In an innovative political and economic trade-off, Massachusetts today required home-based life insurance companies to provide loans to small- and medium-sized companies in return for a tax break for the life insurance industry here.

The legislation, signed into law by Gov. Michael S. Dukakis today, replaces the state's 1 per cent investment income tax on state-chartered life insurance companies with a graduated net income tax starting at 45 per cent this year and phasing down to 14 per cent at the end of five years.

The tax, the only one of its kind in the nation, has been attacked by the industry since it was levied in 1971 as inequitable, placing the companies at a competitive disadvantage.

The state's price for this tax relief worked out over more than six months of tough negotiations, requires the 17 domestic life insurance companies to invest $100 million over five years in $20 million annual installments into long term, unsecured loans for Massachusetts businesses previously unable to obtain them.

The industry must fruther maintain or create 2,000 jobs in the state over that five-year period. State officials estimate the jobs will spur the creation of an additional 2,000 jobs.

The law also provides a penalty clause that would withdraw the phased tax relief to the companies if they fail to make the investment or provide the jobs.

The legislation, has been touted by various state business and consumer groups, as well as labor and political leaders.

"We're creating an important dialogue here for the first time, a marriage between the two major advantages of this state: high income service industries with high idea technology based businesses," said Robert Paterson, deputy director of the office of state planning and a driving force in the negotiations on the legislation. "I think the insurance industry will work very hard to make sure it works."

Although the legislation will cost the state about $100 million in revenue growth it anticipated over the next five years from the insurance industry, officials stressed the trade-off will keep those funds within the state and could serve as an additional source of revenue in its boost to economic development.

State Planning Director Frank Keefe, who along with the governor, State Director of Economic Development Howard Smith and Insurance Commissioner James Stone developed the trade-off plan, said the new law will help attract as well as maintain relatively small and medium sized businesses in the state.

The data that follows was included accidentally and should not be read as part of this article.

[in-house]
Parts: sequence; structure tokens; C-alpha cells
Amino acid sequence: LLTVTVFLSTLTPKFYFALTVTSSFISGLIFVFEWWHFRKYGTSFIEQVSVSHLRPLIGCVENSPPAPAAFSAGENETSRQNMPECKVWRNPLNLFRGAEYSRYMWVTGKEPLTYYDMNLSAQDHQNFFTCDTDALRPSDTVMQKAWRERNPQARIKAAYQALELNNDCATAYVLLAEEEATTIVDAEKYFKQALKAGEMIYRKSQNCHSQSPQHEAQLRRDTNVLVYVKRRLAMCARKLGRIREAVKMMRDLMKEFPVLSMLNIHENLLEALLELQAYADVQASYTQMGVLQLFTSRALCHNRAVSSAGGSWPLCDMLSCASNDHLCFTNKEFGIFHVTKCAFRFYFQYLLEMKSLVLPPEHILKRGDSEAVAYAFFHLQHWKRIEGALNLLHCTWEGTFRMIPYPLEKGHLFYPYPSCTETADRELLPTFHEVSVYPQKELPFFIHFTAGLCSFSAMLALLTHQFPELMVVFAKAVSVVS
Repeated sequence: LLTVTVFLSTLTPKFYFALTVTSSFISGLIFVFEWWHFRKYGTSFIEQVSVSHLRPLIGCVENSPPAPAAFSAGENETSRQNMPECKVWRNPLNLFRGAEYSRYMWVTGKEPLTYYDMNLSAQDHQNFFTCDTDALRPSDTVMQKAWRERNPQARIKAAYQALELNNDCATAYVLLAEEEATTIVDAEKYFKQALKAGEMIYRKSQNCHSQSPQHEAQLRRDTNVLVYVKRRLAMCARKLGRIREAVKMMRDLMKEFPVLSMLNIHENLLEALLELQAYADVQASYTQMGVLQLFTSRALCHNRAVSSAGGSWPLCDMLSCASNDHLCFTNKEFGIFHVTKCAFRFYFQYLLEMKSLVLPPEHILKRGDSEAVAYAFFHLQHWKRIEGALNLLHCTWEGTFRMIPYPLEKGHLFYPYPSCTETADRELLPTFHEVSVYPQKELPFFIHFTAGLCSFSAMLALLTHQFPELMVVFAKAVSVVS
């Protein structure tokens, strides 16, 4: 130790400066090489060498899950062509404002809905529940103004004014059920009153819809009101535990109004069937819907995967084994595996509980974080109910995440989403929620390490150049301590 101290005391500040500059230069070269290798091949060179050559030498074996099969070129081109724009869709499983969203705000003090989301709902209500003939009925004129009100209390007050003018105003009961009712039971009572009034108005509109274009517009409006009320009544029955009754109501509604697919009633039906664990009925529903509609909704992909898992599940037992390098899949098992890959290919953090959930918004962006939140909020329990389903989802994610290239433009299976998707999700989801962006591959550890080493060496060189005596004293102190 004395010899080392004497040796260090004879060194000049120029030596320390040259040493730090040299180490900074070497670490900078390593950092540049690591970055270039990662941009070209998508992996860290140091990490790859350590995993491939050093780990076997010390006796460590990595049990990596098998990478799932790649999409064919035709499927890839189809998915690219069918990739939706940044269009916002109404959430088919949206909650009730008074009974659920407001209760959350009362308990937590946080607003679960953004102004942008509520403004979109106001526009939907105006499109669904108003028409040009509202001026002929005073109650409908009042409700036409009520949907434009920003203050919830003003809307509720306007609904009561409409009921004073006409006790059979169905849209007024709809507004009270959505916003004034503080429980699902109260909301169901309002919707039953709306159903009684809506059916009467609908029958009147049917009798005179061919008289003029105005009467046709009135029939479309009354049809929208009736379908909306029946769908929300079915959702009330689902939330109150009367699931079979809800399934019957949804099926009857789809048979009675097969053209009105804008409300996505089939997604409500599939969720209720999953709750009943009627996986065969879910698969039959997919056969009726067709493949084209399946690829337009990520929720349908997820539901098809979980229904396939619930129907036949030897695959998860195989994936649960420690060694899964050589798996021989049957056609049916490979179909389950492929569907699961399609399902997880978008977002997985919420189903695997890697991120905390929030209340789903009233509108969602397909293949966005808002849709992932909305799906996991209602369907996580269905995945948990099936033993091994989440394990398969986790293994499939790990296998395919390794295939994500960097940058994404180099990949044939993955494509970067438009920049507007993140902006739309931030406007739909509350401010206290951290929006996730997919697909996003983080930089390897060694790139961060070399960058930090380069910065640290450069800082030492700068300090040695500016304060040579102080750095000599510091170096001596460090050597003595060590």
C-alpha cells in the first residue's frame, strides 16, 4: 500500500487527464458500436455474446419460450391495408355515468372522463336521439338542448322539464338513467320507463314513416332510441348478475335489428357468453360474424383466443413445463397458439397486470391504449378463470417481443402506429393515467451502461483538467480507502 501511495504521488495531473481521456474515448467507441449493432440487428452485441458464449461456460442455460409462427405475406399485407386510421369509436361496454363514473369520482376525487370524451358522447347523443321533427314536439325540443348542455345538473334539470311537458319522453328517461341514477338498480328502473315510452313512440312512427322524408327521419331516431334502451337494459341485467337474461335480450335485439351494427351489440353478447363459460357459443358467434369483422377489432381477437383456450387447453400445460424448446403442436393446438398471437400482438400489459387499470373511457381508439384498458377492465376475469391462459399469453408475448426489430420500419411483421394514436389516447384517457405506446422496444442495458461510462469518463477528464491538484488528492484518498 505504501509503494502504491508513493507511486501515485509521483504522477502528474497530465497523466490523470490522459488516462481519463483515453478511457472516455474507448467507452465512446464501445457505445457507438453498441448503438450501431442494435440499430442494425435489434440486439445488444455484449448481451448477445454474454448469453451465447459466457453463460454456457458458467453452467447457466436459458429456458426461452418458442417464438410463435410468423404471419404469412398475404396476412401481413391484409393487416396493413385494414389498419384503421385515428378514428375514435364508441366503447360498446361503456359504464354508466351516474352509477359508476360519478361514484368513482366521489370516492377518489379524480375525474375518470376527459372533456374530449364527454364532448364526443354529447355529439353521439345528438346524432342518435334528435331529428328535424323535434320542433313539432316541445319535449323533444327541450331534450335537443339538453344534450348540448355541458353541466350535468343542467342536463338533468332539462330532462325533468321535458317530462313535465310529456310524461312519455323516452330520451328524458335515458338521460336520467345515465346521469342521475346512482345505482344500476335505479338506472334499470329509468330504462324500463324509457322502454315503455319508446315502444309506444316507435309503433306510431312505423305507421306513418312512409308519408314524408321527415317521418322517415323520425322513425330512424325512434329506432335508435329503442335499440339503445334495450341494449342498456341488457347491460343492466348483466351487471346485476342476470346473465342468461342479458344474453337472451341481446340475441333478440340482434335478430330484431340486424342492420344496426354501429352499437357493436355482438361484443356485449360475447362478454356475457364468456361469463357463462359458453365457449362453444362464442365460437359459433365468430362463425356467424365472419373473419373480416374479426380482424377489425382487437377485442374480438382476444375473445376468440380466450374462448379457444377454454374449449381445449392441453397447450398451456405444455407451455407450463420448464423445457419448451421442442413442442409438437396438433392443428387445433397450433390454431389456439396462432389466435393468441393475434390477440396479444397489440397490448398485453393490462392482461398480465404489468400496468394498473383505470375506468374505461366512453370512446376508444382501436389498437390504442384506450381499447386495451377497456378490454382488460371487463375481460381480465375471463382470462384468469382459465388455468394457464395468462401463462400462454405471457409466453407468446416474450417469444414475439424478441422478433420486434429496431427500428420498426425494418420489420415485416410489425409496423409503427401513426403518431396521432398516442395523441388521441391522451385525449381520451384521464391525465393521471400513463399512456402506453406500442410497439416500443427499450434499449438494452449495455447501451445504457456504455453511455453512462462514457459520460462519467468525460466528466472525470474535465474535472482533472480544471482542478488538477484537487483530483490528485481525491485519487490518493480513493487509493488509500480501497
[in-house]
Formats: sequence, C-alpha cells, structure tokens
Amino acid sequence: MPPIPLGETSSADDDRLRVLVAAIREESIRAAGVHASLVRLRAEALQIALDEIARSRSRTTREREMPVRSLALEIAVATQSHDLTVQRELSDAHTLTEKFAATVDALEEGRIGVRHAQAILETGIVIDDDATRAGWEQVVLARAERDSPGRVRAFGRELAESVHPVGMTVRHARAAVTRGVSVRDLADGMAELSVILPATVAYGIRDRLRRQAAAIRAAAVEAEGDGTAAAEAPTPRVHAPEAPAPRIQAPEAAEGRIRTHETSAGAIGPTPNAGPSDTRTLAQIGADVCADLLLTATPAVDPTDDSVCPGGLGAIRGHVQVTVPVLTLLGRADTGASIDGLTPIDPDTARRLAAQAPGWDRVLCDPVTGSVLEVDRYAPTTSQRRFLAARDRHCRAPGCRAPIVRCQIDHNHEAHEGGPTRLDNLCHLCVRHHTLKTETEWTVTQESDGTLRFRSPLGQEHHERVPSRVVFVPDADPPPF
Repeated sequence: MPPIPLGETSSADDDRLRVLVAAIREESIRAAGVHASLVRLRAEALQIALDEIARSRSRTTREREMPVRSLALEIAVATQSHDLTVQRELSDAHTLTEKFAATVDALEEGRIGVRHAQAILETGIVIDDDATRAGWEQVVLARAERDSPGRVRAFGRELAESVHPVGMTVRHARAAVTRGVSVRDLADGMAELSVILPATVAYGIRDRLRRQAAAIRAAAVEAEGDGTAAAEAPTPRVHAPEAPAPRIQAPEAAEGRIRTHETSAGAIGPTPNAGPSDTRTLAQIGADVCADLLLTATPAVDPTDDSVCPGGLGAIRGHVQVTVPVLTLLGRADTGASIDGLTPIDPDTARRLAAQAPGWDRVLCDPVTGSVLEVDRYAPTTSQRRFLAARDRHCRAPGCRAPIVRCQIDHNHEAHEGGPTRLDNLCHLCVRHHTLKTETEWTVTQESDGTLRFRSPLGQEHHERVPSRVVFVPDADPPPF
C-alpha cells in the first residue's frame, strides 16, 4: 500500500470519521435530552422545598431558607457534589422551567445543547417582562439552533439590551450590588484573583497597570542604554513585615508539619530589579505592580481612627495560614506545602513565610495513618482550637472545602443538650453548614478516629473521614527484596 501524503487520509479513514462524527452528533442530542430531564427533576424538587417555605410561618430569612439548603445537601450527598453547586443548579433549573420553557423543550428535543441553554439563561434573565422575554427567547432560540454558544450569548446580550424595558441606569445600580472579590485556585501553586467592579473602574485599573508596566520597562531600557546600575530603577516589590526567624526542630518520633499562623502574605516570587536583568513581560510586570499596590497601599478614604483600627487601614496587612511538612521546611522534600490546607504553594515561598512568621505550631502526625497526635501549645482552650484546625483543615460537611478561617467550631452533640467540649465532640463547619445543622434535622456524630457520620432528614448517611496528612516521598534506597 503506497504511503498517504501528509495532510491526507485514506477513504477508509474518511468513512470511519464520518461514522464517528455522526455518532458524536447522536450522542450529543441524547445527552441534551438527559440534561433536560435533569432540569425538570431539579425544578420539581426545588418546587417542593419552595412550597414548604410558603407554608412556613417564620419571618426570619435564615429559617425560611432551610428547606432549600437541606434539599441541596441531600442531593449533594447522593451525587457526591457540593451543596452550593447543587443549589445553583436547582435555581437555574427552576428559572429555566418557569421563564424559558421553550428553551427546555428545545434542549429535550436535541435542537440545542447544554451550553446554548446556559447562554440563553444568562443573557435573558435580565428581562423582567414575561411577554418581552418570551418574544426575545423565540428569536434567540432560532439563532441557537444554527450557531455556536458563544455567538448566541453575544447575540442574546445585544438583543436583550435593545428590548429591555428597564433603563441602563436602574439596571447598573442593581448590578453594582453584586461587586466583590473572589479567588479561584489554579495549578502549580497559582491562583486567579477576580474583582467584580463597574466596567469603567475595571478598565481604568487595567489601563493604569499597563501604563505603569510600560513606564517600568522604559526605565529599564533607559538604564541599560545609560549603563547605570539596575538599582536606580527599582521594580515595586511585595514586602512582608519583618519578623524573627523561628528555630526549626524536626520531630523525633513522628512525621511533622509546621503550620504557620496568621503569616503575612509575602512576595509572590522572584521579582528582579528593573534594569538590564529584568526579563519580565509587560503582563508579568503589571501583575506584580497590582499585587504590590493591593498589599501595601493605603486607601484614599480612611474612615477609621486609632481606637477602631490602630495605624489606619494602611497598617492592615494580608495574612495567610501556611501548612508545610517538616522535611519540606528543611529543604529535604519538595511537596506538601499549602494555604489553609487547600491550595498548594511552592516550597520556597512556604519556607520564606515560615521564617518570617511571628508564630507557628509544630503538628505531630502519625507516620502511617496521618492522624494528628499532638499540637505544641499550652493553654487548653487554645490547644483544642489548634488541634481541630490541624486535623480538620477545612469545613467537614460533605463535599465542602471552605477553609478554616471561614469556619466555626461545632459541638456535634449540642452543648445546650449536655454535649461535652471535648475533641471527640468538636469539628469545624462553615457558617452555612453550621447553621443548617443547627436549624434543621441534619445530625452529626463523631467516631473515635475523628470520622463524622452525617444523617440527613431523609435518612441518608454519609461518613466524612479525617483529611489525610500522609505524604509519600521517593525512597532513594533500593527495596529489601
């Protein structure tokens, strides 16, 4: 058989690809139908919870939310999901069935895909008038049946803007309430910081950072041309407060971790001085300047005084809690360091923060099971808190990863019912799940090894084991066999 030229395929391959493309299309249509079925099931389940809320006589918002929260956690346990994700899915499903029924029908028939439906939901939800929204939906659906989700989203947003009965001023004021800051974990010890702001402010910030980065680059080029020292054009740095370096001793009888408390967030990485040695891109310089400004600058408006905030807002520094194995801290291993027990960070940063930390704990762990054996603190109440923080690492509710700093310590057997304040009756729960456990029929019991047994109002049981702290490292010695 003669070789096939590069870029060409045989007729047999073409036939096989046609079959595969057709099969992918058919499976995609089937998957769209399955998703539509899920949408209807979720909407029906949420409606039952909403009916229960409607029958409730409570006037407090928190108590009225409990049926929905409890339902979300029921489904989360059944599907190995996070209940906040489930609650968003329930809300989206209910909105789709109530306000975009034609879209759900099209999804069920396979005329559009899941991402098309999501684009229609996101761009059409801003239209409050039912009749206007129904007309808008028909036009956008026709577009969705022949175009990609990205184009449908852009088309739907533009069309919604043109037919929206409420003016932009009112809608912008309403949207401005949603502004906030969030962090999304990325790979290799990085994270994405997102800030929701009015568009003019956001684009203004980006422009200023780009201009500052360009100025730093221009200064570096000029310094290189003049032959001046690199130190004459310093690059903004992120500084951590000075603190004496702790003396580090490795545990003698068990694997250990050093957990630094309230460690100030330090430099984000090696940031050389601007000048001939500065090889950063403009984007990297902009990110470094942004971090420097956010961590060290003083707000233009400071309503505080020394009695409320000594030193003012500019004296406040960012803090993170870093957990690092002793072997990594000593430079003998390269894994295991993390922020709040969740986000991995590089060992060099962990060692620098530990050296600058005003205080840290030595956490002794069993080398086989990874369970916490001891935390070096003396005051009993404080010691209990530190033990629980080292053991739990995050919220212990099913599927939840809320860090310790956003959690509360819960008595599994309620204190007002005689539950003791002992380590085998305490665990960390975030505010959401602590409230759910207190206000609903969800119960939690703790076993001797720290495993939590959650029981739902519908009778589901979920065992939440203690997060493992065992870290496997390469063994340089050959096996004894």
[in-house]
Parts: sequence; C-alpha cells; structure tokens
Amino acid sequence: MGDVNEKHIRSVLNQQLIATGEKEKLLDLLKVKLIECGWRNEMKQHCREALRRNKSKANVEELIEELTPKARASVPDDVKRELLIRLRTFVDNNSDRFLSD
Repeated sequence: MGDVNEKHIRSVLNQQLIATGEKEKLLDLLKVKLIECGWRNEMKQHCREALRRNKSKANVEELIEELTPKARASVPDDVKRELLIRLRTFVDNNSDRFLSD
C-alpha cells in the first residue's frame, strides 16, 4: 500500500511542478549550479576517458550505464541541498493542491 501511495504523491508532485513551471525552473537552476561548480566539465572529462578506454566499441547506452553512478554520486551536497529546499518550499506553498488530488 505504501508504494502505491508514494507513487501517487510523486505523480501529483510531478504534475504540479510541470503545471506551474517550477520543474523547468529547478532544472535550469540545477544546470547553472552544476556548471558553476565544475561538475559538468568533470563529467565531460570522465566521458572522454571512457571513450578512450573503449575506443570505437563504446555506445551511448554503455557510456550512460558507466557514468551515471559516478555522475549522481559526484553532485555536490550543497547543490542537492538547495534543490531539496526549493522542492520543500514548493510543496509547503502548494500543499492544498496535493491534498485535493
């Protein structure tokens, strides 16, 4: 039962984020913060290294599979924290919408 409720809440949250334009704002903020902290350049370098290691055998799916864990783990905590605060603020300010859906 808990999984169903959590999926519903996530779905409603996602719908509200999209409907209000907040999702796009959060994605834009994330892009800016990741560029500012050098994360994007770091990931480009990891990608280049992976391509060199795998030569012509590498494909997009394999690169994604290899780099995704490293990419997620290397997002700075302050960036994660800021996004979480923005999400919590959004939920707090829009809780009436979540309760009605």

"It was a chance to rectify what we acknowledged as aburdensome, inequitable task, and at the same time capture private investment resources that otherwise would have flown to the sunbelt, Keefe said.

Barry Gottherer, executive director of the Life Insurance Association of Massachusetts, which represents the 17 companies chartered here, said he is satisfied with the new law, terming it a "hell of a compromise."

"If the investments are out there - and we feel they are - and can be made, that I think it's an intriguing way to solve a difficult problem. Its a very innovative process and a very interesting public policy trade-off."

Gottherer said the 1 per cent investiment income tax was viewed by the insurance companies as punitive and put a tax tollback that should have been implemented several years ago.

"But as wrong as it was, we still had to deal with the political reality, he said. "There had to be a compromise to receive the tax burden and meet the political and economic needs of the state in getting that revenue."

Domestic life insurance companies were expected to have provided about $27 million in tax revenue to Massachusetts this year, according to insurance industry figures. Implementation of the 1 per cent investment tax, the industry says, caused a jump in tax revenues from these companies from about $6 million in 1970 to about $17 million in 1971.

Dukakis called the new law, "a major plus for the kind of economic development effort that we and the legislature have been trying to put together to reverse the stagnation and decline of the past.